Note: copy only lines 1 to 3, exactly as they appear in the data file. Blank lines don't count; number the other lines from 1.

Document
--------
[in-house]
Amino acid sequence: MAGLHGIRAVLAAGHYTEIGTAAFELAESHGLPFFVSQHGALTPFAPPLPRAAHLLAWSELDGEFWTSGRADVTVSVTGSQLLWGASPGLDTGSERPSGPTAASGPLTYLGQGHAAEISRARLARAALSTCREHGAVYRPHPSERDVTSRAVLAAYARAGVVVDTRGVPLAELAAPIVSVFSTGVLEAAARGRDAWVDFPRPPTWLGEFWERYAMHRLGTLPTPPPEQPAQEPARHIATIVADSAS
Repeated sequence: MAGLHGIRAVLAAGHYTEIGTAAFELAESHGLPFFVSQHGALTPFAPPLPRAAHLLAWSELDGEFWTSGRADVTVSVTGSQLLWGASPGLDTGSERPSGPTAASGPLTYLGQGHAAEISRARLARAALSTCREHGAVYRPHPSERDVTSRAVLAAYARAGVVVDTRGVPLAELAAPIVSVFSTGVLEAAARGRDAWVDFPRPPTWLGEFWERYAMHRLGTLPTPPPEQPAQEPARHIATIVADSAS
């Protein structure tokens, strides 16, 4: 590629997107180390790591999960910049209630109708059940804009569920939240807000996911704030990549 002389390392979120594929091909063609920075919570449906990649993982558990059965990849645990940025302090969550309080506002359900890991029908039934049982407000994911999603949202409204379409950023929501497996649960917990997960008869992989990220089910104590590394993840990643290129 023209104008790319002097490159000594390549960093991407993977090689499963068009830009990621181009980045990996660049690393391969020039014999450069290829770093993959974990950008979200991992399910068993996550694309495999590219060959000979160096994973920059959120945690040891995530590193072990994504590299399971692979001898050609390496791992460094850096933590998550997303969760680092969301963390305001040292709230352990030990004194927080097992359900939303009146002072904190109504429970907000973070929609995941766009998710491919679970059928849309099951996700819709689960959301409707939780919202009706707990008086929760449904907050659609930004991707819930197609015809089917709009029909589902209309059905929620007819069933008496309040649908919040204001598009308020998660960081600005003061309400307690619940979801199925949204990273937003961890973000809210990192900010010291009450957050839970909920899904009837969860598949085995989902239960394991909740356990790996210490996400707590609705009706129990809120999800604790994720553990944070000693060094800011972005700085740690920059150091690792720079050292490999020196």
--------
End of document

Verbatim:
[in-house]
Amino acid sequence: MAGLHGIRAVLAAGHYTEIGTAAFELAESHGLPFFVSQHGALTPFAPPLPRAAHLLAWSELDGEFWTSGRADVTVSVTGSQLLWGASPGLDTGSERPSGPTAASGPLTYLGQGHAAEISRARLARAALSTCREHGAVYRPHPSERDVTSRAVLAAYARAGVVVDTRGVPLAELAAPIVSVFSTGVLEAAARGRDAWVDFPRPPTWLGEFWERYAMHRLGTLPTPPPEQPAQEPARHIATIVADSAS
Repeated sequence: MAGLHGIRAVLAAGHYTEIGTAAFELAESHGLPFFVSQHGALTPFAPPLPRAAHLLAWSELDGEFWTSGRADVTVSVTGSQLLWGASPGLDTGSERPSGPTAASGPLTYLGQGHAAEISRARLARAALSTCREHGAVYRPHPSERDVTSRAVLAAYARAGVVVDTRGVPLAELAAPIVSVFSTGVLEAAARGRDAWVDFPRPPTWLGEFWERYAMHRLGTLPTPPPEQPAQEPARHIATIVADSAS